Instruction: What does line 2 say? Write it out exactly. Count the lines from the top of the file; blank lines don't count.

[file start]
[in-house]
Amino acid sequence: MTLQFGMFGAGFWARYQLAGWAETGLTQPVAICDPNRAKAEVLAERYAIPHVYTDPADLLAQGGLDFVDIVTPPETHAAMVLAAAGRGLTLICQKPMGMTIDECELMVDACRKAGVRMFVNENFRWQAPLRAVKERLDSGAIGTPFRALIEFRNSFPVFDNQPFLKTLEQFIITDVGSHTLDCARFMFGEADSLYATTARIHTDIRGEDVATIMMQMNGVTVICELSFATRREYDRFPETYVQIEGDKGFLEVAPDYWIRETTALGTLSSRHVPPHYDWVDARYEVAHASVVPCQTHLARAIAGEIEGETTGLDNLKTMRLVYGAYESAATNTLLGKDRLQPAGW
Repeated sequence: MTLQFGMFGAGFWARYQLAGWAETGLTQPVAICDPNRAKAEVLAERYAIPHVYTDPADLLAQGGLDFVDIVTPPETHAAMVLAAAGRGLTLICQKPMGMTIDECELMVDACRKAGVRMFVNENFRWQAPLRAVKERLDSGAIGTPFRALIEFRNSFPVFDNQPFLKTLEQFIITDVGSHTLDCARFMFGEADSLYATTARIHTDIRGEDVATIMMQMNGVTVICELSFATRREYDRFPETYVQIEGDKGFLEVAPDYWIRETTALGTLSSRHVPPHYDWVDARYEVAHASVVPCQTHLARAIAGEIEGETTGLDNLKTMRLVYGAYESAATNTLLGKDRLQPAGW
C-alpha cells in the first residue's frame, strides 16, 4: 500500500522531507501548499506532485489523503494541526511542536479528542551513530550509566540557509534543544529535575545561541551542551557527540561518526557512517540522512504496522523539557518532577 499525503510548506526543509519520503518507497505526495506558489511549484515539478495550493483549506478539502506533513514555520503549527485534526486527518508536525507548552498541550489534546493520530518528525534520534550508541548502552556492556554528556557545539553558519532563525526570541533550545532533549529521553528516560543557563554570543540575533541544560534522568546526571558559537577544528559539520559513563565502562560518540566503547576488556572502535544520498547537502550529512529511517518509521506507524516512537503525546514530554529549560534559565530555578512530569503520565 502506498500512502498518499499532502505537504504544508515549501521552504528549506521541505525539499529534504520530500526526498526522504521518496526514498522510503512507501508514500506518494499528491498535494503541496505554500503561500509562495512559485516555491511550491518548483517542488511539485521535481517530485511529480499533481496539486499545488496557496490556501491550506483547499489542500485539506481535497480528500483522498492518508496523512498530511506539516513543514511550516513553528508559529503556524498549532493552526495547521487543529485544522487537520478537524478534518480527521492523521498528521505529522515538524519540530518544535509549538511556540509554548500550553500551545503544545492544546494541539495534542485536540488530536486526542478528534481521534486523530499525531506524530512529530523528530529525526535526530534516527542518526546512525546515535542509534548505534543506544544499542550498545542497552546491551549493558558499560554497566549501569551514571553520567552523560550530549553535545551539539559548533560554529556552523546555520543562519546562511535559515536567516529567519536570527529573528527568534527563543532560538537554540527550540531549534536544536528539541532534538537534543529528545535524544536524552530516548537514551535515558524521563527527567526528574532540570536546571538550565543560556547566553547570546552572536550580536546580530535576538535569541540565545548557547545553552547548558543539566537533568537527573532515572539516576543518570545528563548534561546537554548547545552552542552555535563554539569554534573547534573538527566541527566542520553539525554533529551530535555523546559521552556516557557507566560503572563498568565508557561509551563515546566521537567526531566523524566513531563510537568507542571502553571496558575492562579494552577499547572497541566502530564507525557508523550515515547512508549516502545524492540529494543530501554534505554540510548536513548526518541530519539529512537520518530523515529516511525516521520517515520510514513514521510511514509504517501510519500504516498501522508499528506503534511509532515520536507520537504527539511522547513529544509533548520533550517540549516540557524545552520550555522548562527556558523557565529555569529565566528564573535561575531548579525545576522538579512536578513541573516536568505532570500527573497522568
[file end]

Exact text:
Amino acid sequence: MTLQFGMFGAGFWARYQLAGWAETGLTQPVAICDPNRAKAEVLAERYAIPHVYTDPADLLAQGGLDFVDIVTPPETHAAMVLAAAGRGLTLICQKPMGMTIDECELMVDACRKAGVRMFVNENFRWQAPLRAVKERLDSGAIGTPFRALIEFRNSFPVFDNQPFLKTLEQFIITDVGSHTLDCARFMFGEADSLYATTARIHTDIRGEDVATIMMQMNGVTVICELSFATRREYDRFPETYVQIEGDKGFLEVAPDYWIRETTALGTLSSRHVPPHYDWVDARYEVAHASVVPCQTHLARAIAGEIEGETTGLDNLKTMRLVYGAYESAATNTLLGKDRLQPAGW